Come learn the art of 3D computer generated art and animation. This blog deals with the lessons learned and the art created by Robert G. Male using DazStudio from Daz3D.
Also covered are the ancillary software, tools, techniques, and processes needed both before and after rending in the 3D software.
There are a few topics that I would like to cover in the short term, but I thought it best to talk about a little experiment I completed yesterday. It's summertime and with that comes a lot of outdoors activity. That of course leads to tans. Tans then mean tan lines when people change the shape of their clothes.
The first thing that I did was go into the Surfaces of my figure and change the Ambient Color and the accompanying strength. The new colour is darker with a touch more red hue. I took the lightness of the colour down to about 78% of what it was. I doubled the percent strength of that ambient colour. Despite being a darker, redder, colour this strength increase adds a certain glowing quality. Once I was satisfied with that I then went and adjusted the Diffuse strength, and only the strength. I dropped it from 90 to 65%. I think the combination of these two changes best represents a tan. You milage may vary wildly from character map to character map and even under different lighting schemes. For sunburn put in more red at a stronger percent, and don't adjust the diffuse down as much, though you may want to try other methods for bad burns and really red skin.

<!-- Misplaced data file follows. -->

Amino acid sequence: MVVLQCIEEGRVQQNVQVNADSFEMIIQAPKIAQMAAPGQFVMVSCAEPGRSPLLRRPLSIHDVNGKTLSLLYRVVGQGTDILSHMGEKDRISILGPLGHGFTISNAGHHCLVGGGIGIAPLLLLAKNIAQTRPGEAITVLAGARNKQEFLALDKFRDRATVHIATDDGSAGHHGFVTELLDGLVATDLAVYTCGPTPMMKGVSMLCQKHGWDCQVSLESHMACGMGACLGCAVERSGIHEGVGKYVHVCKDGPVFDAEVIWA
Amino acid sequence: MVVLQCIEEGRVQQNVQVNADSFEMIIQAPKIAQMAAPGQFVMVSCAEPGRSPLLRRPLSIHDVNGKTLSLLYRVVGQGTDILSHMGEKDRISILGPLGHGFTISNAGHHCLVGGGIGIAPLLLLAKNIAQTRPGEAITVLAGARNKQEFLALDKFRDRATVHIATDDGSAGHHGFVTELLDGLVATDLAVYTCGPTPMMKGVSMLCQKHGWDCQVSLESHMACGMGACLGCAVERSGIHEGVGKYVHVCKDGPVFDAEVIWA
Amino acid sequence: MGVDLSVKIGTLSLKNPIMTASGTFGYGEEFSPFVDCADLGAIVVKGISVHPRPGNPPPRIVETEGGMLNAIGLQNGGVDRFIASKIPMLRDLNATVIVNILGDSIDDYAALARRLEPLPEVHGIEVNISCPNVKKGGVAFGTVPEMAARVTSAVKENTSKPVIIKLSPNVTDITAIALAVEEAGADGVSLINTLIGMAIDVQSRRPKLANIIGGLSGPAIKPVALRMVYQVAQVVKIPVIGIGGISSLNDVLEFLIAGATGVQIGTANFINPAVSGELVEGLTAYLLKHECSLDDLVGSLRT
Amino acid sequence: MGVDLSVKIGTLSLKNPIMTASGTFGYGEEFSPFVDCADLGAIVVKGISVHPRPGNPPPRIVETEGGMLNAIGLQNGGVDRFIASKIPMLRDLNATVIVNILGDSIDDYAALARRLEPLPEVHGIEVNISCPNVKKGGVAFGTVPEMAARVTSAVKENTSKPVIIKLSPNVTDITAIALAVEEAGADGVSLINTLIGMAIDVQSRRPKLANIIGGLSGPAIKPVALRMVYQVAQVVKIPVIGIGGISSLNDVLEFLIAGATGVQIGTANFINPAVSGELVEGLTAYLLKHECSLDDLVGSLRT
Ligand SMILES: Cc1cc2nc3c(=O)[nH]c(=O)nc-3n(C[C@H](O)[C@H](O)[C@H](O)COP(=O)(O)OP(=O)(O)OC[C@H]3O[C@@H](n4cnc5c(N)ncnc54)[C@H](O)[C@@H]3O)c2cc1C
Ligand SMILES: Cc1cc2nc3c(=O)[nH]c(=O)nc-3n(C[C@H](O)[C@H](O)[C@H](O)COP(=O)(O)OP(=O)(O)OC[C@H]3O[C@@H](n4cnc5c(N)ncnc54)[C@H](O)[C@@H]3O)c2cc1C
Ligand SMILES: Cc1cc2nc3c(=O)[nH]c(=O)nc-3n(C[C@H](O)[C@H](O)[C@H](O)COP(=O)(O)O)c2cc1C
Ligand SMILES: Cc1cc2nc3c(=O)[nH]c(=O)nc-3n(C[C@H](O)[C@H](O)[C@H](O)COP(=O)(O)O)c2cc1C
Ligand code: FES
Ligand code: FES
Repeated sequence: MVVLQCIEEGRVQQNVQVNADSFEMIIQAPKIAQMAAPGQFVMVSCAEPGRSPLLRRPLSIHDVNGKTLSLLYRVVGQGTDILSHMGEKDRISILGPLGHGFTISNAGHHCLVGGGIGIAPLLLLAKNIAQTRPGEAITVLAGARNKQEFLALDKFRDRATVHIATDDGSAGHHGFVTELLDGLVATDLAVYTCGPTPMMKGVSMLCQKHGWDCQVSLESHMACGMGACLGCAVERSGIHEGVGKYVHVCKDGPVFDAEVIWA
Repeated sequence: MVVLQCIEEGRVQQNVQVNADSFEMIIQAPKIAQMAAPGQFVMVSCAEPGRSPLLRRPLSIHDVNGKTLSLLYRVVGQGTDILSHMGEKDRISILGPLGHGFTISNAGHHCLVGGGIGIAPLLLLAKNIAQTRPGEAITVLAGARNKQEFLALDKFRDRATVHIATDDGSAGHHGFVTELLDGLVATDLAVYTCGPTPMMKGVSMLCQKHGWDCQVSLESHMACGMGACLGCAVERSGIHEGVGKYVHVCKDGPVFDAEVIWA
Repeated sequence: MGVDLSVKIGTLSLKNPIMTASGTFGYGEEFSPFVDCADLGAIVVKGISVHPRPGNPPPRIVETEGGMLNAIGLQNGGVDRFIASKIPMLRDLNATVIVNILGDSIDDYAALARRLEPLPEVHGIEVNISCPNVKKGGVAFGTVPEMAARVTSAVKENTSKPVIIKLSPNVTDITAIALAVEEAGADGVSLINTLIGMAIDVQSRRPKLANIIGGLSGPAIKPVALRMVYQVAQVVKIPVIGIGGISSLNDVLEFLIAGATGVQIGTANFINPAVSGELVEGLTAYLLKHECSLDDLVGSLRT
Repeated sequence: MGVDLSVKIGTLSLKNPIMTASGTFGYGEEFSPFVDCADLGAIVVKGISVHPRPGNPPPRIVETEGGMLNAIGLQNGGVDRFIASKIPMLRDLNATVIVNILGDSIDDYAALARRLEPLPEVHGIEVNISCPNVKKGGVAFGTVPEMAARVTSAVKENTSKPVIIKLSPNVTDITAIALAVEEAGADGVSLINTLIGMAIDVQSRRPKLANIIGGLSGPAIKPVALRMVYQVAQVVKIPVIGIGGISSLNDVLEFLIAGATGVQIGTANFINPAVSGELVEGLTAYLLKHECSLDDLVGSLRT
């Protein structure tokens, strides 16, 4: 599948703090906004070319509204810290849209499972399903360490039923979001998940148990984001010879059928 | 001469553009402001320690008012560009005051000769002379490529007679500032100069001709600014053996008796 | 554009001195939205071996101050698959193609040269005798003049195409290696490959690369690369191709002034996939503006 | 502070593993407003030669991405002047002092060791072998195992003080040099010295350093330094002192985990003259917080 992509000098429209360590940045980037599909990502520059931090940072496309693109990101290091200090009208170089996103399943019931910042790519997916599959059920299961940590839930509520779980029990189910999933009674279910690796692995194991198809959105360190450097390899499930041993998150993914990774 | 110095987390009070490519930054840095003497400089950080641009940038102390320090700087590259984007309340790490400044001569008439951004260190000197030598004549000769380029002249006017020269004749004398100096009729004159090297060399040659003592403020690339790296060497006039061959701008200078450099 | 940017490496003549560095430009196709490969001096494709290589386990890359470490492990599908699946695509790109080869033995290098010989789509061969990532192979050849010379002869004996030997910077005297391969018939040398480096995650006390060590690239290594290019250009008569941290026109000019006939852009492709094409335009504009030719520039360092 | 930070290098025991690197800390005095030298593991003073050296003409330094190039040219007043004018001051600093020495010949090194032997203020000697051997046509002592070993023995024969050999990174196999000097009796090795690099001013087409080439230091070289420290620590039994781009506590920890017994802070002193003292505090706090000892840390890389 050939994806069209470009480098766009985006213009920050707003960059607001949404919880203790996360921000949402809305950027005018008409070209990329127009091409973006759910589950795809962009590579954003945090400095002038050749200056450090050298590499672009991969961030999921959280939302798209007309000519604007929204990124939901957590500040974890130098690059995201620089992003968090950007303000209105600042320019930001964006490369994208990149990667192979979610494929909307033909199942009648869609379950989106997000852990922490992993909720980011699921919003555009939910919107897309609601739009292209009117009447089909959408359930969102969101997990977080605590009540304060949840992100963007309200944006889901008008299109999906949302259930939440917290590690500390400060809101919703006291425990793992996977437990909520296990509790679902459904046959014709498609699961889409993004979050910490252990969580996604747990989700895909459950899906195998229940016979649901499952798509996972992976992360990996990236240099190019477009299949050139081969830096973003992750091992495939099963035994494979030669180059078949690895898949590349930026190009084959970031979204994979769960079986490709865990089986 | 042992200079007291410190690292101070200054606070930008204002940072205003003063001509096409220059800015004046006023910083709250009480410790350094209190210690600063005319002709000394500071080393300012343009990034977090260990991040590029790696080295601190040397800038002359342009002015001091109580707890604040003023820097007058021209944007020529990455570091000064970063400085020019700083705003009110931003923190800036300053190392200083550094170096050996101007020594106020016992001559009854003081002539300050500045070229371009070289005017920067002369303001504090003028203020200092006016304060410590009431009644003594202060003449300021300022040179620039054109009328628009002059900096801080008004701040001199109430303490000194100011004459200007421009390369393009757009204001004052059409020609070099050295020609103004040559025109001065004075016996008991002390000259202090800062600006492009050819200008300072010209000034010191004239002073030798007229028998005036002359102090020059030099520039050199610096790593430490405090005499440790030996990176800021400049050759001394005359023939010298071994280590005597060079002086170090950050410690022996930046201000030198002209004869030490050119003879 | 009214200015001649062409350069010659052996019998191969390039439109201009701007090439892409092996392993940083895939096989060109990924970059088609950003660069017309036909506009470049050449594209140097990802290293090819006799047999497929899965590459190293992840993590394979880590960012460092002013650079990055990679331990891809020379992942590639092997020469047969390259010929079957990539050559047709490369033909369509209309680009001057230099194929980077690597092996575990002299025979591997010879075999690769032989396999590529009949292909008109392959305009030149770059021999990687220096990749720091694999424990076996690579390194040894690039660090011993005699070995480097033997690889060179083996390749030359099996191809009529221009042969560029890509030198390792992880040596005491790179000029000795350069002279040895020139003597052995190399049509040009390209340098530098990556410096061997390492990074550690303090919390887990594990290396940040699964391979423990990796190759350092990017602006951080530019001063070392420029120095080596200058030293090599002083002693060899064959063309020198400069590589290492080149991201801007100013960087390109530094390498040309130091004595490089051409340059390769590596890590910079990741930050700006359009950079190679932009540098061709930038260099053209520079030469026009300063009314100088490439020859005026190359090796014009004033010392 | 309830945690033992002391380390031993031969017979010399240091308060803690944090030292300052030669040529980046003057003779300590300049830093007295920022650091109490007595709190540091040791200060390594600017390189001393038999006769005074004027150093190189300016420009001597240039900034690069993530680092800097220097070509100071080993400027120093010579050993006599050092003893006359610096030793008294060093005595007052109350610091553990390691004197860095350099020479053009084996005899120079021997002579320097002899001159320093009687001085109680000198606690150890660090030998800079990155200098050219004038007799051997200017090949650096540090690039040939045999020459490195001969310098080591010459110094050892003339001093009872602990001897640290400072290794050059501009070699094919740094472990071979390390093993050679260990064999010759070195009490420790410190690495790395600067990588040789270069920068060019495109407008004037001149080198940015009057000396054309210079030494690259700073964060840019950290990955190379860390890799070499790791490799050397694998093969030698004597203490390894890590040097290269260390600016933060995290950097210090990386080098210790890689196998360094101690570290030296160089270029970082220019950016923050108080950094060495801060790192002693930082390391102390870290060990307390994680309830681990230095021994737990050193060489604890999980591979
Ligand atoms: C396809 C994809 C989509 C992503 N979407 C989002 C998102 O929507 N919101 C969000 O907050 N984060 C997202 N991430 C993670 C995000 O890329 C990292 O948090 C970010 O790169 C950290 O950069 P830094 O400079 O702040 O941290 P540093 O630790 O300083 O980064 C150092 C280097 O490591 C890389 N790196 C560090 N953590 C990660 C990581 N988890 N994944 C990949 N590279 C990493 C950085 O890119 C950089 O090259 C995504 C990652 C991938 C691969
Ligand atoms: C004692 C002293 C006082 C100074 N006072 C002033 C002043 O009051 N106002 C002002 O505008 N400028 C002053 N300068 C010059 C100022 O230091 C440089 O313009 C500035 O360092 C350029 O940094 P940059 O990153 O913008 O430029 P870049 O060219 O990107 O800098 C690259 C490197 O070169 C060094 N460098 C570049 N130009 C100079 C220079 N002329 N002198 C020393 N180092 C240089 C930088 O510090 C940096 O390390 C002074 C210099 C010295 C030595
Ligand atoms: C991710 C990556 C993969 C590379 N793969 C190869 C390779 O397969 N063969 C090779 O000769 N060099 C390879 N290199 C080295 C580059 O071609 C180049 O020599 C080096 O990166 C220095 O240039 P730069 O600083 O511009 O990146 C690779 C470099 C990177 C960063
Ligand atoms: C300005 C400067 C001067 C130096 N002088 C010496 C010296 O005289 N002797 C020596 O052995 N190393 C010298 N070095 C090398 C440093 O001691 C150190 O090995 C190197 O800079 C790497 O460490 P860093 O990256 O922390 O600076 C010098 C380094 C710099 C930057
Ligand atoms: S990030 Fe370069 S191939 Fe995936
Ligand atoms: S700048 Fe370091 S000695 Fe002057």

The next step is to pick out two sets of clothing. The first is worn when out in the sun and determines what parts of the body are tanned. The second is worn after and shows the tan lines on the figure. The easiest way to get the clothes cut out of the more covered image is to change their Surfaces to black in the Diffuse and Ambient, and turn off the Specular (make it 0%). Once you have done that then you overlay the now tanned parts over the untanned parts. The edges will need some smoothing out and beware of not cutting off or obscuring parts of the less covering set of clothes. This can get a bit tricky where long hair is concerned as well.
You can also adjust the amount of tan by layering the tanned version over the untanned version and changing the opacity of the tanned layer. I did this with two layers in my image to darken the legs more than the upper body. This was due to the lighting in the scene, particularly the way it falls down on the character. In fact I affected the brightness of the legs to make them darker than even the rendered surfaces provided.